Whenever I reminisce with friends about all the fun filled days and nights we spent on the Wildwood Boardwalk one image always stands out... the coconut head (most notably of the Aloha and Hawaiian Tropical Drinks shops). All were owned and operated by James Konides who created a wonderful "tiki" decor - from a ceiling laden with coconut fronds these fascinating, one-of-a-kind souvenirs dangled. Each coconut was hand carved and painted to reflect their own personality. Sometimes they were decorated with feathers and beads, but always with shells to create eyes, teeth and earrings.
The photo below comes from the George F. Boyer Museum in Wildwood and shows the Hawaiian Tropical Drinks once located at the Strand Theatre block.
The close-up below shows a group of coconut heads hanging behind the neon lighted milkshake sign.

In the 60's and 70's the coconut head was a staple Boardwalk souvenir and although they can still be found in some shops along the boards today, they don't quite stand up to the heads of ole. No longer will you find the menacing natives with twisted expressions or voodoo warriors from some dark continent. Today's coconut heads are usually pirates or monkeys and have a mass produced quality rather than a one-of-a-kind carving..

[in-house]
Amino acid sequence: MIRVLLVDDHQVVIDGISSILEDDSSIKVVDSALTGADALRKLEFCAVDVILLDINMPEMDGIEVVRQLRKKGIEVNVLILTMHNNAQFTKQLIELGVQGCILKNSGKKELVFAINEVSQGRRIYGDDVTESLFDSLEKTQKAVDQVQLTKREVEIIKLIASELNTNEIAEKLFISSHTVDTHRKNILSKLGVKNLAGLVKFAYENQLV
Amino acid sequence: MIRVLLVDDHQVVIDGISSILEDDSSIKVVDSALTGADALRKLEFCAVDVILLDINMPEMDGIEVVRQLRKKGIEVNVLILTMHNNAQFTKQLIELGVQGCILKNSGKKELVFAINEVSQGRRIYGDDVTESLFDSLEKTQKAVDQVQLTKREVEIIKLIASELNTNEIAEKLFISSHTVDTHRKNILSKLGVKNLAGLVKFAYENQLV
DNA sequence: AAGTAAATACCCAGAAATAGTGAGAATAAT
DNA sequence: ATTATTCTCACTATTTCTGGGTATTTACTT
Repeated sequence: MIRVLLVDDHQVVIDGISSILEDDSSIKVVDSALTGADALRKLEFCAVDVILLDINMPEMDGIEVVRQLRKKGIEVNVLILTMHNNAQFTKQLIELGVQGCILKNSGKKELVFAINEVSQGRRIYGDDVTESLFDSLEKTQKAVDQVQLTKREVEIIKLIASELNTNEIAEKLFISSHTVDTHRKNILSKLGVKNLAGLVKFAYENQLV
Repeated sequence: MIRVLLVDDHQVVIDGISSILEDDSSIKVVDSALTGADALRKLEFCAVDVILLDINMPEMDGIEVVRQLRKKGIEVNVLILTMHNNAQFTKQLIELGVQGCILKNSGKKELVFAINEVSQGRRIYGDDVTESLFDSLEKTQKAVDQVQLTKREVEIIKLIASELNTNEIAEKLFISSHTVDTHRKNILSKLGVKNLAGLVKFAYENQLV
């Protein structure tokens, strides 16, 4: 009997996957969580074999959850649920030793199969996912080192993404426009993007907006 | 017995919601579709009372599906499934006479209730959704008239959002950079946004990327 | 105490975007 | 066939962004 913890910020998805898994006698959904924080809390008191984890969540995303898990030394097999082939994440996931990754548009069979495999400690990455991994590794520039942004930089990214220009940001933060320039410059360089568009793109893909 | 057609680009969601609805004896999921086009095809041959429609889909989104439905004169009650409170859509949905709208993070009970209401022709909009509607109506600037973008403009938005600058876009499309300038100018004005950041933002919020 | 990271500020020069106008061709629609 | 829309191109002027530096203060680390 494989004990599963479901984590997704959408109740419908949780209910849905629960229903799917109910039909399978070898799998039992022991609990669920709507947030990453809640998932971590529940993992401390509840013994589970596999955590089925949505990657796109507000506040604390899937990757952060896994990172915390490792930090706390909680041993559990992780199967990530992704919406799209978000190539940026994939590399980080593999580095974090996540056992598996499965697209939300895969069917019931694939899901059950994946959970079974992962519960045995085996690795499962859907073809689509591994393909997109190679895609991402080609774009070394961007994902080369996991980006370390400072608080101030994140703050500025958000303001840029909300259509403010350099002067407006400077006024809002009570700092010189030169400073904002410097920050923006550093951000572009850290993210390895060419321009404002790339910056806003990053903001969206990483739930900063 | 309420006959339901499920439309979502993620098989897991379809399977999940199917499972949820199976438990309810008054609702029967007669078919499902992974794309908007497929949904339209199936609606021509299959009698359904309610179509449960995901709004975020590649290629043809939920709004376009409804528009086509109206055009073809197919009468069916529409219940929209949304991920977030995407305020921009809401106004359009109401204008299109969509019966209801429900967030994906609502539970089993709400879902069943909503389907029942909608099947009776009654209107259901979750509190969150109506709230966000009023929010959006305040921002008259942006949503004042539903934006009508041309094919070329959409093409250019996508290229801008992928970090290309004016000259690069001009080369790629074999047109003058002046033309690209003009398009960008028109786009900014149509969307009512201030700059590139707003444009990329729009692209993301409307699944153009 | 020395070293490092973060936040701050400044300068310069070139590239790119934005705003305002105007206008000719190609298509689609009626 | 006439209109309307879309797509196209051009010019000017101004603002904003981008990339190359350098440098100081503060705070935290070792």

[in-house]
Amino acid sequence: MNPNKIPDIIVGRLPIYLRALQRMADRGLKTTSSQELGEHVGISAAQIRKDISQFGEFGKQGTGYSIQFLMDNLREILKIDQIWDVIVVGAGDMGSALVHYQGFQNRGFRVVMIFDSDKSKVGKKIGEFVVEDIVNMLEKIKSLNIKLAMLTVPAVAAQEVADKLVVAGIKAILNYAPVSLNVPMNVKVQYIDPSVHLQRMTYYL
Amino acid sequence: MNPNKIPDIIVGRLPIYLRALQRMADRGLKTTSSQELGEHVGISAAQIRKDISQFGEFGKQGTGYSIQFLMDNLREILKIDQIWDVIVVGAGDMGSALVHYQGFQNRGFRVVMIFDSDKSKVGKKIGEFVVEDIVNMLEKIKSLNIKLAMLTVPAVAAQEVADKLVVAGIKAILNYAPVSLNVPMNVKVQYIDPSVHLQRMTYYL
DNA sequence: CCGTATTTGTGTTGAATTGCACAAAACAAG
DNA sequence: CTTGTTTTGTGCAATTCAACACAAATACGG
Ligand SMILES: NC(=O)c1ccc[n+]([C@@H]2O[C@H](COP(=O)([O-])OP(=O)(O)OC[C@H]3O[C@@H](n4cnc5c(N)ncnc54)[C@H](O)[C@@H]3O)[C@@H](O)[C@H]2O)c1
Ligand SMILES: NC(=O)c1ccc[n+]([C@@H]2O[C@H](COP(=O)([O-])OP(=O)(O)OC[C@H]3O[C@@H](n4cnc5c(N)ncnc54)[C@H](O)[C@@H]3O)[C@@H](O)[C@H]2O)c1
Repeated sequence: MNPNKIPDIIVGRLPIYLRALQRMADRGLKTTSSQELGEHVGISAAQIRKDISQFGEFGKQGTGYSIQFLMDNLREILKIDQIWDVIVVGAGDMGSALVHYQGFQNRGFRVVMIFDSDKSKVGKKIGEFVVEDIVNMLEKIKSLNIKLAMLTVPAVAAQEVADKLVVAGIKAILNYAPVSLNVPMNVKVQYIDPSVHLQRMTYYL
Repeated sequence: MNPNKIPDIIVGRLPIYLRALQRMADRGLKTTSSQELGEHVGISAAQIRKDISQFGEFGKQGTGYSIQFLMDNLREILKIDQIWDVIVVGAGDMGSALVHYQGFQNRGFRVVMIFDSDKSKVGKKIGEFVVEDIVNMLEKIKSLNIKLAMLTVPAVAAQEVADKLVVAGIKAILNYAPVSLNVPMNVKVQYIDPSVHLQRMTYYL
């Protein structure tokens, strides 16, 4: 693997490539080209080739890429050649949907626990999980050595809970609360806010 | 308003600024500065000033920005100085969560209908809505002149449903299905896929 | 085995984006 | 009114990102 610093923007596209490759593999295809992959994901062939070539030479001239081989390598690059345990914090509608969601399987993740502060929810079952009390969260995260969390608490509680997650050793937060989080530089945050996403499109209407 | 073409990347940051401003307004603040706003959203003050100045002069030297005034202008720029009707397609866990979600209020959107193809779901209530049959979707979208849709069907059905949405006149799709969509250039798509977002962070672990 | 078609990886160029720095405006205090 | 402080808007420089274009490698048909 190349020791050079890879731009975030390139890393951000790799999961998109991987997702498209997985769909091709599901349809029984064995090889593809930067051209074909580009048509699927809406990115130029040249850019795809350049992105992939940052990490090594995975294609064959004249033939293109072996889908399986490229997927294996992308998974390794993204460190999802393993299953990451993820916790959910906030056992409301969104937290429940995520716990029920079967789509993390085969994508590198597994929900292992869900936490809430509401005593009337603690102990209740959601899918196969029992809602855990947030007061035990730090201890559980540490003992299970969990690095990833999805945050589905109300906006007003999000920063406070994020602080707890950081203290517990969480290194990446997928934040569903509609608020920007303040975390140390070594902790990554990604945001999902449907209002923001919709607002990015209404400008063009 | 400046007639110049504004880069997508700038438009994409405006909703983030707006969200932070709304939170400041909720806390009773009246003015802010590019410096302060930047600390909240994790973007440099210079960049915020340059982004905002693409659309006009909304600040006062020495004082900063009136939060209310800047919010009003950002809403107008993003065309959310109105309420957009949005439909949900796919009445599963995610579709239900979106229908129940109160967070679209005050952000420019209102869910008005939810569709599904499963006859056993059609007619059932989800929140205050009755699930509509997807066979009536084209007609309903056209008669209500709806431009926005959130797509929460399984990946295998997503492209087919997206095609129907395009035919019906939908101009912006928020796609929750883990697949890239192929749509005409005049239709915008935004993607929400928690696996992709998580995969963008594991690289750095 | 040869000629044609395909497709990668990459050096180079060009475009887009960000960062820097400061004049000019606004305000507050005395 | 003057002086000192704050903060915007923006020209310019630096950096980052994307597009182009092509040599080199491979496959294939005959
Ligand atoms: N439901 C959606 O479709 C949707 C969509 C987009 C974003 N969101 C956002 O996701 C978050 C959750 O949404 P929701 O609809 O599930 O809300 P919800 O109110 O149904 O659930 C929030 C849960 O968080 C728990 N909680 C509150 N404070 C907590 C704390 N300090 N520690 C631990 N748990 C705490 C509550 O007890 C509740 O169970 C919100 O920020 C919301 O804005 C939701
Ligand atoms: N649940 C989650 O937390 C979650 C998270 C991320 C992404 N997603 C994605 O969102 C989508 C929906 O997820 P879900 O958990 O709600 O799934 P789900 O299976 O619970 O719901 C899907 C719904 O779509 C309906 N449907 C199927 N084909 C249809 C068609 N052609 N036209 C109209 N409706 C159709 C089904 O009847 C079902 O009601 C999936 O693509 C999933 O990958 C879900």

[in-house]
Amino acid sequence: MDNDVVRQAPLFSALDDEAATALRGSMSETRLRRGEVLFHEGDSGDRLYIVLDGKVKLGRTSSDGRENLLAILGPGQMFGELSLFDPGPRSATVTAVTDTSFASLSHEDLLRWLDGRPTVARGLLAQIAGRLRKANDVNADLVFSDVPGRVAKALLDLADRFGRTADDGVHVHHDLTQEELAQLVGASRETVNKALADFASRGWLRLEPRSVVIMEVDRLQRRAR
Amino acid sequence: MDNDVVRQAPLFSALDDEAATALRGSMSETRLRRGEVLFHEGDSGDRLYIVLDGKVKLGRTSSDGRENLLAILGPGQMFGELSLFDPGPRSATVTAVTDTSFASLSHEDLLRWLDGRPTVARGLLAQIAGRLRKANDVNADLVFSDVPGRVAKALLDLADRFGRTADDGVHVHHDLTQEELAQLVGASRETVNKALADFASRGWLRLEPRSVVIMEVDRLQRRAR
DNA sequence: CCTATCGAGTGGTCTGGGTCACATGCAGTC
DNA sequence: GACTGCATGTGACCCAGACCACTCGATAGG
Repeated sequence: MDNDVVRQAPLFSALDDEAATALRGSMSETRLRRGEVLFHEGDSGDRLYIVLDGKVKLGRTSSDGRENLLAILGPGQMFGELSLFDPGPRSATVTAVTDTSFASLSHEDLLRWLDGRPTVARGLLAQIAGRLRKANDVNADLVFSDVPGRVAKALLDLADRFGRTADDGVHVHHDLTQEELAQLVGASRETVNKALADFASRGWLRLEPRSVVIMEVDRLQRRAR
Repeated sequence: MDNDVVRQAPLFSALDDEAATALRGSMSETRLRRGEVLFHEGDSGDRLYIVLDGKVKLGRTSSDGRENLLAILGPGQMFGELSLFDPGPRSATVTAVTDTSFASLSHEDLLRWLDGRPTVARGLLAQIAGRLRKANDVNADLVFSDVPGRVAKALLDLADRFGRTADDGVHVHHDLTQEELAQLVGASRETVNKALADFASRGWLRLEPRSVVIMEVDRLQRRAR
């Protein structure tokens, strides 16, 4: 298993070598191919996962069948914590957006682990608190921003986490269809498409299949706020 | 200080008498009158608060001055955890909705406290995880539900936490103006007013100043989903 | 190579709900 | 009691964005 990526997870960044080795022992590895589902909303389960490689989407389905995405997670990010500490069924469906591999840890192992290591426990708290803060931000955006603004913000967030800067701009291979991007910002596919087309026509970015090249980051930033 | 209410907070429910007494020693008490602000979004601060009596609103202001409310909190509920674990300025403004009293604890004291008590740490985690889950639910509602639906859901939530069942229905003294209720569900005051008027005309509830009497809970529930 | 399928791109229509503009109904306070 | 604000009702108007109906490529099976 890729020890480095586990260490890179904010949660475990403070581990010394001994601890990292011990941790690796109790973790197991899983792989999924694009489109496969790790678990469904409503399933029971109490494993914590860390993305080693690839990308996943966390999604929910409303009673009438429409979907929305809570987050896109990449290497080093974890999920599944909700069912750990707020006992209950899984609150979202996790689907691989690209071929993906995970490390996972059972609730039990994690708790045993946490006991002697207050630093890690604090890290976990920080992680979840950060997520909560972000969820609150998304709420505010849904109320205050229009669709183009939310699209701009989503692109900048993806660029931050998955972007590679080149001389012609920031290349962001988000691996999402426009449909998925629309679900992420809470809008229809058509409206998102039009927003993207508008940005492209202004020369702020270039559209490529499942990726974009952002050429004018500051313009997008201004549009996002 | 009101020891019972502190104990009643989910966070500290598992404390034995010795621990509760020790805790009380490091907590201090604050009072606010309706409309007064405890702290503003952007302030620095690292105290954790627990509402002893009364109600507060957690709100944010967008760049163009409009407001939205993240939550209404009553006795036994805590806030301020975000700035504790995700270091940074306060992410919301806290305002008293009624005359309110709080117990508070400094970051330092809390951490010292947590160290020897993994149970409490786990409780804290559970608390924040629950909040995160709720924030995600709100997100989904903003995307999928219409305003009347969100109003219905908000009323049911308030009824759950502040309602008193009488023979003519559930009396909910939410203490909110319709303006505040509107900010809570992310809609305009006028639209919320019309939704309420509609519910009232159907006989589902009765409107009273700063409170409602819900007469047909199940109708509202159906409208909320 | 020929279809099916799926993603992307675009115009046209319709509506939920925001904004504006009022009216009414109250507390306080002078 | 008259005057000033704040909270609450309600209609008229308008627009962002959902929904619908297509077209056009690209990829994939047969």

Shown below - coconut heads are visible behind the neon signage.
I often wonder how many of these enchanting souvenirs still hang in attics, garages and sheds across the country... long forgotten and covered in dust. If you happen to have one, I hope this page will inspire you to dig it out and dust it off. Feel free to photograph it and send it to me and I will add it to the coconut grove.
A special thanks to my friend Eric Princz, who not only inspired me to create this page, but also to rummage through my attic to retrieve my childhood coconut head.

Copyright 2007 Ralph Grassi